how to visit semenggoh nature reserve

How to Visit the Semenggoh Orangutan Rehab Centre in Borneo

The Semenggoh Nature Reserve near Kuching, Sarawak in Malaysian Borneo has been in existence for more than 20 years now.  Their mission is to rescue young orangutans who have been orphaned and train them to survive in the wild.  The Semenggoh Nature Reserve and Semenggoh Wildlife Center is one of three such rehab centers for orangutans in Malaysia.  It’s here that you can see these semi-wild orangutans in the natural forest environment.  One of the benefits of visiting Semenggoh is that it’s incredibly easy to get here from Kuching.  Here’s how to visit Semenggoh Nature Reserve and everything you need to know to explore the Semenggoh Wildlife Center.

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Where to stay in Kuching

Fortunately, Kuching is an affordable place to explore but has plenty of resorts for those who aim for luxury and comfort. Budget travelers can find hostels in Kuching, there is also no shortage of mid-range Kuching hotels, while luxury resorts in Kuching are also available.

If you are looking for accommodation in Kuching, here are our recommendations for Kuching hotels:

The Waterfront Hotel is an incredible place to stay in Kuching, it offers a great view of the Sarawak River. It’s also conveniently located near all must-see attractions in Kuching. The Waterfront hotel has a fitness center, an infinity pool with a view, and a sauna.  You can check rates and availability of Kuching’s Waterfront Hotel here.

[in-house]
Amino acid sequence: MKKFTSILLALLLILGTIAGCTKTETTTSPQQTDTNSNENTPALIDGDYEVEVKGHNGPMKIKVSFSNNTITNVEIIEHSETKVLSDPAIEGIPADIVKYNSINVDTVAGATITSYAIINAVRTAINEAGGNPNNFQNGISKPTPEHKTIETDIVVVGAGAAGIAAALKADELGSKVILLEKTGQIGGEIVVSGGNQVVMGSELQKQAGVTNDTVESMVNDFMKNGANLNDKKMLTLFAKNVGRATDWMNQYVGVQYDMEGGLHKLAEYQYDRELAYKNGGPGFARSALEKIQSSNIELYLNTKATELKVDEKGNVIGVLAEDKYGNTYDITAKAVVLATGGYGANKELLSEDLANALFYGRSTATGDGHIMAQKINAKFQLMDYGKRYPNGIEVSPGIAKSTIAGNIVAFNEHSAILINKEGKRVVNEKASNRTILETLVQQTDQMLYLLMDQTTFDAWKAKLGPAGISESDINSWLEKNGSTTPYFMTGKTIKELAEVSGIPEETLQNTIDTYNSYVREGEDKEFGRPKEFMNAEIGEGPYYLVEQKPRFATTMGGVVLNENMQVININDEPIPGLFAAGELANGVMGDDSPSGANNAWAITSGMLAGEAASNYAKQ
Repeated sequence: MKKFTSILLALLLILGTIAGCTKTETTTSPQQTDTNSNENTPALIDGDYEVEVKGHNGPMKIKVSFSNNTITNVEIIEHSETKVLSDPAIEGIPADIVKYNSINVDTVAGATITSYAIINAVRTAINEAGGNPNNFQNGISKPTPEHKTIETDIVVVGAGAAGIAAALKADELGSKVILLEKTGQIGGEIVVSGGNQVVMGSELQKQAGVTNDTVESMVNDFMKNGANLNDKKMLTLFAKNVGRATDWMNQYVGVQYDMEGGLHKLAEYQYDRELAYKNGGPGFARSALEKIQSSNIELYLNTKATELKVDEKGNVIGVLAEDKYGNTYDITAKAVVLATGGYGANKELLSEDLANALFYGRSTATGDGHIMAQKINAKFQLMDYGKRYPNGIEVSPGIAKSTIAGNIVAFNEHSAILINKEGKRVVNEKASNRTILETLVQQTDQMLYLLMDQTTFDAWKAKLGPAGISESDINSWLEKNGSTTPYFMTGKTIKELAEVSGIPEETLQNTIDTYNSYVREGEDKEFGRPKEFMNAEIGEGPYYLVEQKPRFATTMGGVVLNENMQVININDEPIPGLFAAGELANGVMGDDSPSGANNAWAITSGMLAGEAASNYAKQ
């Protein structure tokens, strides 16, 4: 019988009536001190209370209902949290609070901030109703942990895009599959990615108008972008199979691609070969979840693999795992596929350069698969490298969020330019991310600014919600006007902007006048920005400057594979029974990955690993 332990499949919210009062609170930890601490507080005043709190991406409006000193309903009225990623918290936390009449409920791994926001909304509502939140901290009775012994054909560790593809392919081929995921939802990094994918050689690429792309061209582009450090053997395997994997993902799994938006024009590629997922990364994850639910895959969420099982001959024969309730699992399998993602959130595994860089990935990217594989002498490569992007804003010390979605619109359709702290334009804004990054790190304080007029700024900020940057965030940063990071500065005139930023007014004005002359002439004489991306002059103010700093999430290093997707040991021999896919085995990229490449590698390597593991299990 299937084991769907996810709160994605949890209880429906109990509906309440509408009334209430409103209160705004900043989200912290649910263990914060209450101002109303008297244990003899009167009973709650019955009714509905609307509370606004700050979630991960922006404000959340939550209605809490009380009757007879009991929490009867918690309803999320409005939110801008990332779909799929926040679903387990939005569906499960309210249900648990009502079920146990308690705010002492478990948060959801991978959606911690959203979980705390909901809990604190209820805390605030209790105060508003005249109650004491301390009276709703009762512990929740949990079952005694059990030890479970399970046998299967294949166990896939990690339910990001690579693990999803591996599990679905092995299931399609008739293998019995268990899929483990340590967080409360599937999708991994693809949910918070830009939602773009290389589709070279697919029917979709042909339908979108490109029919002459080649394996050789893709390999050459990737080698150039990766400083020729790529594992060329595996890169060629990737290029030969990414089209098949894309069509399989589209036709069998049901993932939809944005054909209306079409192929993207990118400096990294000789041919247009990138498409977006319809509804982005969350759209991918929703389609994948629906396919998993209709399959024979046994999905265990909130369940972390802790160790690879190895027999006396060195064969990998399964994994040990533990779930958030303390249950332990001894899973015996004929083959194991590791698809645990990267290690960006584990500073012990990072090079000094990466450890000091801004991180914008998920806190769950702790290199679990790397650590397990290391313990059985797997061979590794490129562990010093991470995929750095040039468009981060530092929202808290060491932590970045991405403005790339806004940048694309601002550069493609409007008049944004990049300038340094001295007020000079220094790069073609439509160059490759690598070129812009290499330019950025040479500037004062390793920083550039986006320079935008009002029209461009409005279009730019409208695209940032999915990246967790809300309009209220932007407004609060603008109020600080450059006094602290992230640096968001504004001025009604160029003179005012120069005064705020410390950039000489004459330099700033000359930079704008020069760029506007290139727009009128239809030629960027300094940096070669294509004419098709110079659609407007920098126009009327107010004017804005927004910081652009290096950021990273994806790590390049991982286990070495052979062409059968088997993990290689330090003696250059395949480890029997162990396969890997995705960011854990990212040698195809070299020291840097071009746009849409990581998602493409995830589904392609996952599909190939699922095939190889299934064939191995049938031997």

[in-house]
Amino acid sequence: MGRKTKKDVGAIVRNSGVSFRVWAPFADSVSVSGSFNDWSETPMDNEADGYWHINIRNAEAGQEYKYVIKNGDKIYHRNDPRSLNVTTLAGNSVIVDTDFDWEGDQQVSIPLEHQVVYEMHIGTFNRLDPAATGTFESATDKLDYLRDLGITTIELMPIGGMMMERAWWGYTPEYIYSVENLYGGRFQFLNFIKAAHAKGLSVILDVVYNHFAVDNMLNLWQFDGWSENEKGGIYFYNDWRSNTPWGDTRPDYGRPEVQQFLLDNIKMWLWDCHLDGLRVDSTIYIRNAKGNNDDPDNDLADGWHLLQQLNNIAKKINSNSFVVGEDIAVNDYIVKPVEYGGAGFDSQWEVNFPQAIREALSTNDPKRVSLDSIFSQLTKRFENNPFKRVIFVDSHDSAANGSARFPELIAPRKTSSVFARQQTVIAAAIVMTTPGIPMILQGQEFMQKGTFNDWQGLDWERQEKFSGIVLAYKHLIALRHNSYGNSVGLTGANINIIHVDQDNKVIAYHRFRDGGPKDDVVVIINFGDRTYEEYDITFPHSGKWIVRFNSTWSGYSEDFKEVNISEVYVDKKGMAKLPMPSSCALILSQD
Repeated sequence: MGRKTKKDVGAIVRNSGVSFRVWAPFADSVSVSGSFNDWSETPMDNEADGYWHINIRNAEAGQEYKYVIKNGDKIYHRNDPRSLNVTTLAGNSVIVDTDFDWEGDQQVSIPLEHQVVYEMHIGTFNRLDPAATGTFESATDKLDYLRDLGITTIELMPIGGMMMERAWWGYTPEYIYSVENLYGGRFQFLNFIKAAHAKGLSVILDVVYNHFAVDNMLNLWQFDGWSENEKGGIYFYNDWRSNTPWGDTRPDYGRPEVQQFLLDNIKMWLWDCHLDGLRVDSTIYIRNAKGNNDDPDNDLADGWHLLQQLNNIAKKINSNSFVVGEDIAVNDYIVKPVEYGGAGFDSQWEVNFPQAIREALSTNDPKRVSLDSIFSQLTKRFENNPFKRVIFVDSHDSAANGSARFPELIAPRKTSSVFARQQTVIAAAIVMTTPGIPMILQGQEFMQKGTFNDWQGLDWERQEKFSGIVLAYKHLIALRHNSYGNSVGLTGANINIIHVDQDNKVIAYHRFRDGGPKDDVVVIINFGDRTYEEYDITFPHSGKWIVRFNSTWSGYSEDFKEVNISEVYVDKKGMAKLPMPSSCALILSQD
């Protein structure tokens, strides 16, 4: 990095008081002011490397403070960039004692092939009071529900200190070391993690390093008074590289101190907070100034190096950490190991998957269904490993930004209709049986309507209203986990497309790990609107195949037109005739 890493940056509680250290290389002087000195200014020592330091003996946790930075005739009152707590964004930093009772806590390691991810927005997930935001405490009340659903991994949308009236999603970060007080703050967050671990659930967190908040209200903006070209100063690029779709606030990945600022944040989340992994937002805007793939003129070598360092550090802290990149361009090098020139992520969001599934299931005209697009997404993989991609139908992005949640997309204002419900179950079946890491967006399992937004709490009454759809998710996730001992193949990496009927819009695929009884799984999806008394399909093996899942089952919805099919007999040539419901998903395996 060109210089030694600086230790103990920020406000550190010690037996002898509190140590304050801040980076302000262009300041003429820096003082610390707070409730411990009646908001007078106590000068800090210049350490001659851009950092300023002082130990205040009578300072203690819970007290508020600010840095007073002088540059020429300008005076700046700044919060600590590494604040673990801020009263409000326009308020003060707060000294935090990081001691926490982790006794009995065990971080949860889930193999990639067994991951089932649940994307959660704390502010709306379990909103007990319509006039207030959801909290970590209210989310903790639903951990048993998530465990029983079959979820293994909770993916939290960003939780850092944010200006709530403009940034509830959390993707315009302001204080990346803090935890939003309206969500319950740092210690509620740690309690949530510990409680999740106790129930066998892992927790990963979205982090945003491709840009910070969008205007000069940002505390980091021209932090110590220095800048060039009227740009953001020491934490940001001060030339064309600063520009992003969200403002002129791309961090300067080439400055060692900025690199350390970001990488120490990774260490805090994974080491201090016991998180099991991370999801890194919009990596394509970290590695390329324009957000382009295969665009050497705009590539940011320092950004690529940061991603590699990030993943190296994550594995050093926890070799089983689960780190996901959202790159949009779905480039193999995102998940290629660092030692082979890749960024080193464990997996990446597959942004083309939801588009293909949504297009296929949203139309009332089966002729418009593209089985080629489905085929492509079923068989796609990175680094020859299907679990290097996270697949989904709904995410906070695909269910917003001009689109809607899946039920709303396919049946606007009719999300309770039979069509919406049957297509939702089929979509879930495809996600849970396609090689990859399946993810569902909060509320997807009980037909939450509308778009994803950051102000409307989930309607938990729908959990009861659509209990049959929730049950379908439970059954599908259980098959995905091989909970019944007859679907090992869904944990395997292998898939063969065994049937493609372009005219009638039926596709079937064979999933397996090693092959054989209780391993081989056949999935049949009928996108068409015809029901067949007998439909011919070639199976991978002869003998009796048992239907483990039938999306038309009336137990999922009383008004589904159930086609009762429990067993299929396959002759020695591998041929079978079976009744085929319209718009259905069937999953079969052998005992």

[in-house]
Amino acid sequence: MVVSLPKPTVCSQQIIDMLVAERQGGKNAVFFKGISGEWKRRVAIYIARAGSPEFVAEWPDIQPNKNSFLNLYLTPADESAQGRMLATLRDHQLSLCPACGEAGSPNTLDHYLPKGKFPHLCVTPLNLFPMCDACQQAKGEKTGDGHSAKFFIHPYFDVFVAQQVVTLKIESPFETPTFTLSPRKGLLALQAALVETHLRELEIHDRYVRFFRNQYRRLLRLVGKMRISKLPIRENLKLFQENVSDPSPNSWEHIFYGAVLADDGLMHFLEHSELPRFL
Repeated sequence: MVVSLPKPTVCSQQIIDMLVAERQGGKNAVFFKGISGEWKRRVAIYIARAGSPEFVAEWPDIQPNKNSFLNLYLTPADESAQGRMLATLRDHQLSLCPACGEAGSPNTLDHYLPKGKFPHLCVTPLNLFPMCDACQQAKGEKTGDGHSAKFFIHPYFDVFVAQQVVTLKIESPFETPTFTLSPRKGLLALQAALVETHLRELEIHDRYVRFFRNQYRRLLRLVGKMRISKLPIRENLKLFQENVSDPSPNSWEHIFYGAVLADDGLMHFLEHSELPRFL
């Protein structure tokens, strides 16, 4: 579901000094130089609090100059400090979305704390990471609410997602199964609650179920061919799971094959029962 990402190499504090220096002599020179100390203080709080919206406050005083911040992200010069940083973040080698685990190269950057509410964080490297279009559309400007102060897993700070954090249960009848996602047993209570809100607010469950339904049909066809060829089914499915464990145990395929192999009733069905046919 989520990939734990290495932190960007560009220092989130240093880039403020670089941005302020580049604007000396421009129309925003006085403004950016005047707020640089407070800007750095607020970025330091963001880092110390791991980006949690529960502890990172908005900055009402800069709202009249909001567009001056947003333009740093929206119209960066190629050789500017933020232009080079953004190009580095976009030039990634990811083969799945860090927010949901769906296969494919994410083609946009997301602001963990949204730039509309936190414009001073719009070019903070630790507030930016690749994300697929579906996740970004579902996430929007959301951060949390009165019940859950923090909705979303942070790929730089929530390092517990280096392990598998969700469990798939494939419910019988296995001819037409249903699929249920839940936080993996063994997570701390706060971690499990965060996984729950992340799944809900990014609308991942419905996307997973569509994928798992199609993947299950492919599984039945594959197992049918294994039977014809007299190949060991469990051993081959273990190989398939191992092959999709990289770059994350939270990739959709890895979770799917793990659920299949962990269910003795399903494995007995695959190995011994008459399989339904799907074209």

The Kuching Hotel is a great choice for accommodation due to its value for money. The Waterfront is only a 5-minute walk from the hotel. Although the Kuching Hotel doesn’t have an on-site restaurant, outside its doors are various places to eat from a quick bite to fancy dining.  There are more reviews on the Kuching Hotel here.

The Meritin Hotel is conveniently located near a busy area offering various tourist activities. Even though the rooms are small, the beds are comfortable and the AC works great. There is basic furniture, the rooms are very clean, and the staff are super helpful. The hotel has its own restaurant which also offers a buffet.  This is a great location check it out here.

About Semenggoh Nature Reserve

The Semenggoh Nature Reserve was set up in 1975 with the plan to rescue orangutans who had been kept in captivity, orphaned, or injured.  The program at Semenggoh was set up to rehabilitate young orangutans, teach them to survive in the wild, and release them back into the wild.  The program has been successful in that most of those orangutans now spend the majority of their time in the forest, but they do often return to the center for the twice-daily feeding times.